- Thoroughly-researched insights for industry, government and investors to unlock this potentially $1 trillion global market by 2030
- Technology choices required to meet emission targets and technical barriers identified
- No single clear winner – BEV, Hybridisation, Alternative Fuels and Thermal Propulsion Systems will all power vehicles to 2040
- Technology implications of regulations moving from vehicle to end-to-end sustainability
- Call for wider collaboration on energy policy, public transport and innovation
- APC provides assistance to commercialise low carbon technologies and establish the supply chain to deliver future technologies
The technical innovations needed to deliver ambitious plans for future low carbon vehicles were revealed with the launch of the Automotive Technology Roadmap Report. Published by the Advanced Propulsion Centre (APC), on behalf of the Automotive Council, the report draws on the expertise of 139 organisations from vehicle manufacturers and technology suppliers to consultants and academics.
“After decades of evolution, vehicle technology is now at an inflexion point, changing faster than at any time in the last 100 years. That presents a tremendous opportunity for British businesses,” states Advanced Propulsion Centre’s CEO, Ian Constance. “This new analysis will help investors, innovators and government understand which technologies need to be developed as we drive at increasing speed to low carbon transport, helping them make the decisions that will ensure the UK remains a global player in the $1 trillion global market by 2030 for low- and zero tailpipe emissions vehicle technologies.”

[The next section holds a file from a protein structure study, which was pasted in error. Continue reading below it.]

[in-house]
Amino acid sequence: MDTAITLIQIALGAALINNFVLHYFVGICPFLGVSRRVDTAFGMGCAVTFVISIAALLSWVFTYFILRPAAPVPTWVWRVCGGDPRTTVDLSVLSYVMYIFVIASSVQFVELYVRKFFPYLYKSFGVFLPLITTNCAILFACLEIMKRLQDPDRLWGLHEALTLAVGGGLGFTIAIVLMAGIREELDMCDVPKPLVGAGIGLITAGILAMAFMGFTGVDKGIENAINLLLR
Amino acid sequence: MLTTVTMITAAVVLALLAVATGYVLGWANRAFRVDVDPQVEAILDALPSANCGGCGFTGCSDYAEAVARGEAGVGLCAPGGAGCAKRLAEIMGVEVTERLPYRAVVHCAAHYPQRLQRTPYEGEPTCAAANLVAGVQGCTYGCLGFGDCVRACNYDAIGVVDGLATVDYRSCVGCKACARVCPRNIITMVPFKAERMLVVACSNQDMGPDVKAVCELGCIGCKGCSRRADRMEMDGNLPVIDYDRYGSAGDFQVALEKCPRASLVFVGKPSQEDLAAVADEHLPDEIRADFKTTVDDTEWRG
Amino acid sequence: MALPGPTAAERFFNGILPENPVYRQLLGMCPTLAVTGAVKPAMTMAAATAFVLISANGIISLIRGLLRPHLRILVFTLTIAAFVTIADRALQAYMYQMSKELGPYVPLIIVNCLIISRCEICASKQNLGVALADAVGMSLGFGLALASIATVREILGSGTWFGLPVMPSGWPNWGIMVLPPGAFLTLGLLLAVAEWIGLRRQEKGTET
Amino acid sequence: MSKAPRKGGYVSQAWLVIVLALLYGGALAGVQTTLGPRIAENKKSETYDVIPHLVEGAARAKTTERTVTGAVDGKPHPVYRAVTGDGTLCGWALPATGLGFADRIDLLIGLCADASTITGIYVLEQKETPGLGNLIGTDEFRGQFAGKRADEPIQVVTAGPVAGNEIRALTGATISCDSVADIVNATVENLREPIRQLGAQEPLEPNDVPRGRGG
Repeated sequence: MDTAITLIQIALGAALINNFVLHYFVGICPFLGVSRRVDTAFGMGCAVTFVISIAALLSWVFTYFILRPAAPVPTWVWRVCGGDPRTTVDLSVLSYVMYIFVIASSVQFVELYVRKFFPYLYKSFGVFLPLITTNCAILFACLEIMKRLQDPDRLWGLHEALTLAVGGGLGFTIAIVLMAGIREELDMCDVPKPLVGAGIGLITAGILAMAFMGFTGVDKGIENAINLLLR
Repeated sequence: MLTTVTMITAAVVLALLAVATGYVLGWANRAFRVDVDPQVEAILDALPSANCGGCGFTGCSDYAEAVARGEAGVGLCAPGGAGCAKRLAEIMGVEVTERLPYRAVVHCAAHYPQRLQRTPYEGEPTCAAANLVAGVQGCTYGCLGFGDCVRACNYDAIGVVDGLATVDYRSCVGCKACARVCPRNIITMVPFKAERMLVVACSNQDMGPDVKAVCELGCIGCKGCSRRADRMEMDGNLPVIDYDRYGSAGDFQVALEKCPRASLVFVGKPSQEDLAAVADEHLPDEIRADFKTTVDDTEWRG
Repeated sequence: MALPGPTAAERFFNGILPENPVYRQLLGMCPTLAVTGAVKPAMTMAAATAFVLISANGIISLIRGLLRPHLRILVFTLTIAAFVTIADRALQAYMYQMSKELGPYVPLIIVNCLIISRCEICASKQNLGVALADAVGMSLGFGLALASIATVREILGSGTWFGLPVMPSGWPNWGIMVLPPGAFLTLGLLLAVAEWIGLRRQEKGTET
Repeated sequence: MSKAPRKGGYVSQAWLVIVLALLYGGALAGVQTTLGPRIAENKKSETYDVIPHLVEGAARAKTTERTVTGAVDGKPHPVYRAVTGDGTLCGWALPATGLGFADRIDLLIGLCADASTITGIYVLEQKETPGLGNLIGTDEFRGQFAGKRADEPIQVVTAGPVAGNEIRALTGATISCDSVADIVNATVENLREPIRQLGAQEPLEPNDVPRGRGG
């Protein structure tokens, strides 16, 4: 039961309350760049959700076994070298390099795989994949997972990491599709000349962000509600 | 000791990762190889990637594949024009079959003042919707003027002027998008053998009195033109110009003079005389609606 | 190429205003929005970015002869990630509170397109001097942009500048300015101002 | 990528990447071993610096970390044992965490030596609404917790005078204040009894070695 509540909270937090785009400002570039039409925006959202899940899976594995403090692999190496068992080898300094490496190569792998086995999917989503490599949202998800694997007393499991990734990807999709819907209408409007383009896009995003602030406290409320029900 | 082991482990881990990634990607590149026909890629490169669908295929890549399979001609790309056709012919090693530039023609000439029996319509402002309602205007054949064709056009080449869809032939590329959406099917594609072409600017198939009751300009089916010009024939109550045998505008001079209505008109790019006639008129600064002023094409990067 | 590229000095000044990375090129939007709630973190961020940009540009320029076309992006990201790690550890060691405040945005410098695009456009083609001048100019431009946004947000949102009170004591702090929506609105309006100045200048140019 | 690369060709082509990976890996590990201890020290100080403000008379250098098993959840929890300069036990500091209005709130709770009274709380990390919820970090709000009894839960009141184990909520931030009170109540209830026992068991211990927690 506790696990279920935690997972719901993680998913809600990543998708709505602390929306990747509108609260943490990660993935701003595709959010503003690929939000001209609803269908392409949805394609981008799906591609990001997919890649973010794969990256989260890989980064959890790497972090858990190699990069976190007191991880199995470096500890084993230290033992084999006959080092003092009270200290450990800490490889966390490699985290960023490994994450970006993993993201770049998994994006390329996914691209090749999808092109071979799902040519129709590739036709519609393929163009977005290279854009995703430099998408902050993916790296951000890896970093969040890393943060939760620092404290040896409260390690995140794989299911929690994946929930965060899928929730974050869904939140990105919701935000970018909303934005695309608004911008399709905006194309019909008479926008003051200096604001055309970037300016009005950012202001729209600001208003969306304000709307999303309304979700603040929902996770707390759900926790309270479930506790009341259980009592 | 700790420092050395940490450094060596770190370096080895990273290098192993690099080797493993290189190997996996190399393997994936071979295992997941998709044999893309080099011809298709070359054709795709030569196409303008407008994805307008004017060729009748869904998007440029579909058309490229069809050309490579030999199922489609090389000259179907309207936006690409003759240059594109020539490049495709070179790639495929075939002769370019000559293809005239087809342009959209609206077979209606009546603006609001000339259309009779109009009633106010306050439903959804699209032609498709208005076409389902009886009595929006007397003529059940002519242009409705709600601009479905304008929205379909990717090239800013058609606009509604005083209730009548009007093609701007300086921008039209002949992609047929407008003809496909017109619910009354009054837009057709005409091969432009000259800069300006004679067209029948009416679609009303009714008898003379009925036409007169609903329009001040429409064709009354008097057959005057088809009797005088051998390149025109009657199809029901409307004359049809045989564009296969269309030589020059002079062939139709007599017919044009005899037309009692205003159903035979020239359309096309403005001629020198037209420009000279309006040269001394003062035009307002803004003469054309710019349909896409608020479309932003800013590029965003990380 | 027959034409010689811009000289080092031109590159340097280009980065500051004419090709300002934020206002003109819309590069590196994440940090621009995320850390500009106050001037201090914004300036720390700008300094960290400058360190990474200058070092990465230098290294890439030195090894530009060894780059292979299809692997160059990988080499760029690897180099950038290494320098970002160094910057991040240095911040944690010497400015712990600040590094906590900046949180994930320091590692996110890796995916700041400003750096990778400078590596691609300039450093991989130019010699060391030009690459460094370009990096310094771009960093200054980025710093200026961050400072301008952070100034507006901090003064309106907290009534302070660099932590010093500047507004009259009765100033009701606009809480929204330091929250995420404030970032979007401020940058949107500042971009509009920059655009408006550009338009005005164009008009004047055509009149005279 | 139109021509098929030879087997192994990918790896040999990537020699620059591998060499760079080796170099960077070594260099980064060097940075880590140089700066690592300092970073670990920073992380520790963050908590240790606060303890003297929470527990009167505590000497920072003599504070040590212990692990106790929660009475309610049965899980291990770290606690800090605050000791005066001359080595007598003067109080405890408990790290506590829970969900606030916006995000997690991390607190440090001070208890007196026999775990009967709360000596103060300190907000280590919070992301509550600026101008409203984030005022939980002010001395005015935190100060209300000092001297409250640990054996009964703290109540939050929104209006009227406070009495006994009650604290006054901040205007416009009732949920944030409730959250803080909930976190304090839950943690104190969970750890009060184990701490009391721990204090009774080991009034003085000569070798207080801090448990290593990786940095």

Electrification of internal combustion powertrains sets the pace
Divided into five sections – electrical energy storage, electrical machines, power electronics, thermal propulsion systems (internal combustion engines), lightweight vehicle and powertrain structures – and covering passenger cars, buses and commercial vehicles, the Roadmap provides a global view of the key technology trajectories in low emission propulsion.
Growing electrification presents new approaches for internal combustion engine design. While some vehicle manufacturers will achieve ultra-low emissions by developing increasingly sophisticated IC Engines, others may choose to simplify engine design by focusing on optimisation of a narrow operating region. This will enable greater levels of synergy between the ICE and powertrain electrification and permit further optimisation of the engine, such as the use of novel combustion cycles.
Very high levels of integration are also predicted in electric drives, with the e-machine, transmission and power electronics coming together to create a single, light-weight, tightly-packaged and lower cost unit with greatly reduced complexity.